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June 5, 1961

Mamie KENSIL, Walter Klopfer, Dominic Sparagno, Richard Ferraro, Leroy Haith, Jacqueline Haith, et al.

The opinion of the court was delivered by: KRAFT

Of the nineteen defendants indicted in this proceeding nine pleaded guilty; the charges against three were dismissed by the Court; one was acquitted by the jury; the remaining six were found guilty on the conspiracy count; and one of the six, Mamie Kensil, was found guilty on the substantive counts.

Now before us are motions for judgment of acquittal, or, in the alternative, for a new trial, filed by the six defendants found guilty by the jury.

 The indictment is in four counts. The first count charged all defendants with conspiracy (1) to engage in and carry on the business of a distiller without having given the bond required by law; (2) to possess and control a still and distilling apparatus without legally registering the same; (3) to make and ferment mash fit for distillation on premises other than an authorized distillery; (4) to transport, possess, buy, sell and transfer distilled spirits in immediate containers not stamped to evidence the determination of the tax. The remaining counts are substantive in nature and charge certain of the defendants with the same overt acts as are alleged to have been the first three objects of the conspiracy.

 In considering the motions for judgment of acquittal as to each defendant, it is incumbent upon us to make a careful examination of the evidence to ascertain 'whether all the pieces of evidence against the defendant, taken together, make a strong enough case to let a jury find him guilty beyond a reasonable doubt.' United States v. Allard, 3 Cir., 1957, 240 F.2d 840, 841. The verdict must be sustained if there is substantial evidence, taking the view most favorable to thE government, to support it. Glasser v. United States, 1942, 315 U.S. 60, 80, 62 S. Ct. 457, 86 L. Ed. 680.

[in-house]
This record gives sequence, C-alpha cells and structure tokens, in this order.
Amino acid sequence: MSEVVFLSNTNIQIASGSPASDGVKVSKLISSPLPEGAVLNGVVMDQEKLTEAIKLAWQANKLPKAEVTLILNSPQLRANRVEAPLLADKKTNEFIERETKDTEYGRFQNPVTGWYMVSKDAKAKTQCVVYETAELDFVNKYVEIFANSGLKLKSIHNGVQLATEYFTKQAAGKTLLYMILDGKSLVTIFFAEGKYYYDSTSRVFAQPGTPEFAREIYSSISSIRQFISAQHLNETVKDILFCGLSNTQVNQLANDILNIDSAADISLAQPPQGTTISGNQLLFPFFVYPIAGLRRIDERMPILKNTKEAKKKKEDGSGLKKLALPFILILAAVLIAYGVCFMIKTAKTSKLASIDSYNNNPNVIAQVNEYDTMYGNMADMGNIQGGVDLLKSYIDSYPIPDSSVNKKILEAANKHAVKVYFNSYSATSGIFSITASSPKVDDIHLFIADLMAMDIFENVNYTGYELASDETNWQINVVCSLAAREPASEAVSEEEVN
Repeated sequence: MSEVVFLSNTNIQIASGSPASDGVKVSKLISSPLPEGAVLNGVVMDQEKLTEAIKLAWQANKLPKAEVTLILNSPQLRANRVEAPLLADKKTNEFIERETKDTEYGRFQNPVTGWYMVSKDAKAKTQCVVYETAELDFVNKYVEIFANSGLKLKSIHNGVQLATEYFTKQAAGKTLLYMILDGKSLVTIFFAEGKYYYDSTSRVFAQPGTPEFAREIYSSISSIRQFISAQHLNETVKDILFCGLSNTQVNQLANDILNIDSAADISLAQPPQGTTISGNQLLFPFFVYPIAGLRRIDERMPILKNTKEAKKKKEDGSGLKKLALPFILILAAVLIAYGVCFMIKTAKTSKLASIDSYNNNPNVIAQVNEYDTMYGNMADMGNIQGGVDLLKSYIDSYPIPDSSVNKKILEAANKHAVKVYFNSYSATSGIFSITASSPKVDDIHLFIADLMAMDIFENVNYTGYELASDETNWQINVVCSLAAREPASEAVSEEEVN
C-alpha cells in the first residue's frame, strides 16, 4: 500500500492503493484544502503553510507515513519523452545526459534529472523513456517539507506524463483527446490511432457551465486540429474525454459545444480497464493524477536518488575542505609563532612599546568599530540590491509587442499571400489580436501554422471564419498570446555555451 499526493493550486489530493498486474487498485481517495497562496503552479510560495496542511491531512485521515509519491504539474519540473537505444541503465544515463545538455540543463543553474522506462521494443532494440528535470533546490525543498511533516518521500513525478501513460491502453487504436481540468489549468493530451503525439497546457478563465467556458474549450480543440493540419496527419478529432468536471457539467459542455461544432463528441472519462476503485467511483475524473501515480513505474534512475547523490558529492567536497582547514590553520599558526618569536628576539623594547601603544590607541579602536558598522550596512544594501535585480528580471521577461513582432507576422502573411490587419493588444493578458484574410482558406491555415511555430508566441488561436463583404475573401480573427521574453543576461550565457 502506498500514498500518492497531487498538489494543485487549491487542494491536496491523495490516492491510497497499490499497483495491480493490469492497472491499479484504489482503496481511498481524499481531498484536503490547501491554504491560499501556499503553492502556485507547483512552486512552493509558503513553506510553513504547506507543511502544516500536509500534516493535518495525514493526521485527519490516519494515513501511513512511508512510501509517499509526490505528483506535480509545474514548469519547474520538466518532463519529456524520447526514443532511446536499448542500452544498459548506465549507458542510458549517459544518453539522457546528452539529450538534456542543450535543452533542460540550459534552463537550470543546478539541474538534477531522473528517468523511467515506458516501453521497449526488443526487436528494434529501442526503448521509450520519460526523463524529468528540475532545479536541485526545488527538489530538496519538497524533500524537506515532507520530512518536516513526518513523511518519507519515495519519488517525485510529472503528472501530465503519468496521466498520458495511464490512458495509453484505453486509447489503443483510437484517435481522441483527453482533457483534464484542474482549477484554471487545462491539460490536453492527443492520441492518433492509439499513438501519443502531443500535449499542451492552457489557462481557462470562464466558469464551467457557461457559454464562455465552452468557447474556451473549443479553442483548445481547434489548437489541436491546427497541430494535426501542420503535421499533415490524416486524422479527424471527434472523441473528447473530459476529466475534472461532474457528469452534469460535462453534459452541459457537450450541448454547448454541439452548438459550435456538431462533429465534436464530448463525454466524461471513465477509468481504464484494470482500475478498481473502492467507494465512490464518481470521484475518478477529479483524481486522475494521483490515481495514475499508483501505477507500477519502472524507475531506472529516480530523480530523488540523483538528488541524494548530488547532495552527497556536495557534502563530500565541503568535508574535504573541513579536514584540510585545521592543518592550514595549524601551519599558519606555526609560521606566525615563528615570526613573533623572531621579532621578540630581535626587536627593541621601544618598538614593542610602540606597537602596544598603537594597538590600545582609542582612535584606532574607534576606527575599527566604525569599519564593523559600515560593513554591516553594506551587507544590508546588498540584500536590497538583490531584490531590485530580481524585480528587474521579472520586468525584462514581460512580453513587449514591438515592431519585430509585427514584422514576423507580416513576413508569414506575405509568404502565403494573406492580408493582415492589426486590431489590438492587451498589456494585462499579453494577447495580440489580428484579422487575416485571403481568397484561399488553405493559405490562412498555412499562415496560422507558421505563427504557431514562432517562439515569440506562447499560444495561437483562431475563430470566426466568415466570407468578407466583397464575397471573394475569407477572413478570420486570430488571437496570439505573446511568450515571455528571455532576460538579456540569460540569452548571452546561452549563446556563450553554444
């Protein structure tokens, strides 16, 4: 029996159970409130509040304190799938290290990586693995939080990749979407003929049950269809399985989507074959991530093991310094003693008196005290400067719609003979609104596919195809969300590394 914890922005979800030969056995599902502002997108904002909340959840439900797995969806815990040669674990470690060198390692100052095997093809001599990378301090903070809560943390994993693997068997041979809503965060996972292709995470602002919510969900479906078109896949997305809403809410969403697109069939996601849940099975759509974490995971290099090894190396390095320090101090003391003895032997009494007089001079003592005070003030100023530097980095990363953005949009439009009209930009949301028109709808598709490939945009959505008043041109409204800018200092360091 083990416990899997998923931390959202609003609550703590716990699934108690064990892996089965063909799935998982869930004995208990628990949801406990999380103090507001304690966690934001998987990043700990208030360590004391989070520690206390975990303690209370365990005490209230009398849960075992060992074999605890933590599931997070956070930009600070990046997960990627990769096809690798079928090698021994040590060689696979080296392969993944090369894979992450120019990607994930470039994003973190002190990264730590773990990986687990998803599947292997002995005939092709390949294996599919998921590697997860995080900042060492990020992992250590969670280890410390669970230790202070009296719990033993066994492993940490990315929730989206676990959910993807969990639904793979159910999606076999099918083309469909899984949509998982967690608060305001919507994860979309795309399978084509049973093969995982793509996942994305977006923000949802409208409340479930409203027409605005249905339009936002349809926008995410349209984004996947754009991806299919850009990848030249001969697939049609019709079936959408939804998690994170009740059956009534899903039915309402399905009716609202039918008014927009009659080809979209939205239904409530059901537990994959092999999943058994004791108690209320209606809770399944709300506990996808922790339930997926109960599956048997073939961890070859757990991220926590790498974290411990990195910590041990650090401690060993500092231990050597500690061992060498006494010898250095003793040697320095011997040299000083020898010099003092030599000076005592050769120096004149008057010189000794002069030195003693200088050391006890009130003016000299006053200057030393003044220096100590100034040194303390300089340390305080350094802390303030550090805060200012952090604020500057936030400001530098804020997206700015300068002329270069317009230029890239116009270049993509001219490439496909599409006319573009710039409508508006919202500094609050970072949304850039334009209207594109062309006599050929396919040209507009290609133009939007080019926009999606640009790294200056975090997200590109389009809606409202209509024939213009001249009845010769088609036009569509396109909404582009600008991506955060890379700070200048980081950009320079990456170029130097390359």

On February 9, 1960, agents of the Alcohol and Tobacco Tax Unit raided an illicit still on premises known as the Old Schmidt Farm, on Hunt Road, Bedminster Township, Bucks County, Pa. The uncontradicted evidence established that several of the defendants were actively engaged in the operation of the still from about November 1, 1959, to the day of the raid.

 Mamie Kensil

 The Government's case against Mrs. Kensil rests largely upon the testimony of Lewis Hiatt, named, but not indicted, as a co-conspirator. Hiatt's testimony may be briefly summarized. In the latter part of 1959, Hiatt was employed by Edward Kensil 'to take supplies and finished product to and from an illicit still.' (Edward Kensil, husband of Mamie Kensil, was a prime mover in the illegal enterprise and pleaded guilty during the trial). On or about October 20, 1959, Mr. and Mrs. Kensil and Hiatt left the Kensil home in Philadelphia, in Kensil's car, to go to the Schmidt Farm. Hiatt testified that, during the trip, Mrs. Kensil 'told me that I had to be very careful in my travels to and from the place so that I wouldn't be seen entering it or leaving it.' On their arrival at the farm, Mrs. Kensil went into the house and Kensil and Hiatt proceeded to the barn, which was 150 to 200 feet from the house. Several of the defendants were working in the barn and Kensil pointed out the 'pot' and the 'thumper' and explained their purposes. On the way back to Philadelphia that evening, Mrs. Kensil stated that 'she didn't see how they expected a joint to operate without drops or vehicles,' and again cautioned Hiatt that he would have to be very careful going 'to and from the place.' In the course of a conversation at the Kensil home that same evening, Kensil further explained to Hiatt 'the workings of a still, and how to pick up supplies and deliver them, and how to take the goods out and dispose of them.' Mrs. Kensil was present at this conversation and said to Hiatt, 'you listen to Eddie. He knows what he is doing.'